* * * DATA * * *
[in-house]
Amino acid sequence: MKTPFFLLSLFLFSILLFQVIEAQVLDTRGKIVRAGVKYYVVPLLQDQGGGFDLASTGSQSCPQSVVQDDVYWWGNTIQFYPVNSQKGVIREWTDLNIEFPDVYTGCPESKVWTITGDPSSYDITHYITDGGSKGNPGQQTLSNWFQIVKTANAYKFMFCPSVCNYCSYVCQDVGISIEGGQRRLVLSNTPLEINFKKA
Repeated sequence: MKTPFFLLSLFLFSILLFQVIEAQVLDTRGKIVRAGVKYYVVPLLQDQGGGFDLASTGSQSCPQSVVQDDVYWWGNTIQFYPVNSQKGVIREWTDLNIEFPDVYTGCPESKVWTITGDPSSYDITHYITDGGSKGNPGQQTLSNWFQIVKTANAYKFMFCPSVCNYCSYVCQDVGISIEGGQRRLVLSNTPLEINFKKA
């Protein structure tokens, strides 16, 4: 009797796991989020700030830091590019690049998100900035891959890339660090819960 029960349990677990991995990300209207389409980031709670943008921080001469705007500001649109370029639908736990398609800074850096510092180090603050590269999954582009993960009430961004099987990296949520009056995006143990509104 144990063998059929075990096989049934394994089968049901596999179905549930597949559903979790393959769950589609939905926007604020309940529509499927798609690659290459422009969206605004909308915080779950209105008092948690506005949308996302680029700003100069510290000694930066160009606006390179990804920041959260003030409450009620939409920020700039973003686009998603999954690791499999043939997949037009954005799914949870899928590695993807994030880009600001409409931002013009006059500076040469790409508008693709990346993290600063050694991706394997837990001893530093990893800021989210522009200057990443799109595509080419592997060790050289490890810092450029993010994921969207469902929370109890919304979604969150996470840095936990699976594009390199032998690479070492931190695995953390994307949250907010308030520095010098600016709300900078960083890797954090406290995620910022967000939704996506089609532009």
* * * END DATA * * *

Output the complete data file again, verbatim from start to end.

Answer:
[in-house]
Amino acid sequence: MKTPFFLLSLFLFSILLFQVIEAQVLDTRGKIVRAGVKYYVVPLLQDQGGGFDLASTGSQSCPQSVVQDDVYWWGNTIQFYPVNSQKGVIREWTDLNIEFPDVYTGCPESKVWTITGDPSSYDITHYITDGGSKGNPGQQTLSNWFQIVKTANAYKFMFCPSVCNYCSYVCQDVGISIEGGQRRLVLSNTPLEINFKKA
Repeated sequence: MKTPFFLLSLFLFSILLFQVIEAQVLDTRGKIVRAGVKYYVVPLLQDQGGGFDLASTGSQSCPQSVVQDDVYWWGNTIQFYPVNSQKGVIREWTDLNIEFPDVYTGCPESKVWTITGDPSSYDITHYITDGGSKGNPGQQTLSNWFQIVKTANAYKFMFCPSVCNYCSYVCQDVGISIEGGQRRLVLSNTPLEINFKKA
């Protein structure tokens, strides 16, 4: 009797796991989020700030830091590019690049998100900035891959890339660090819960 029960349990677990991995990300209207389409980031709670943008921080001469705007500001649109370029639908736990398609800074850096510092180090603050590269999954582009993960009430961004099987990296949520009056995006143990509104 144990063998059929075990096989049934394994089968049901596999179905549930597949559903979790393959769950589609939905926007604020309940529509499927798609690659290459422009969206605004909308915080779950209105008092948690506005949308996302680029700003100069510290000694930066160009606006390179990804920041959260003030409450009620939409920020700039973003686009998603999954690791499999043939997949037009954005799914949870899928590695993807994030880009600001409409931002013009006059500076040469790409508008693709990346993290600063050694991706394997837990001893530093990893800021989210522009200057990443799109595509080419592997060790050289490890810092450029993010994921969207469902929370109890919304979604969150996470840095936990699976594009390199032998690479070492931190695995953390994307949250907010308030520095010098600016709300900078960083890797954090406290995620910022967000939704996506089609532009």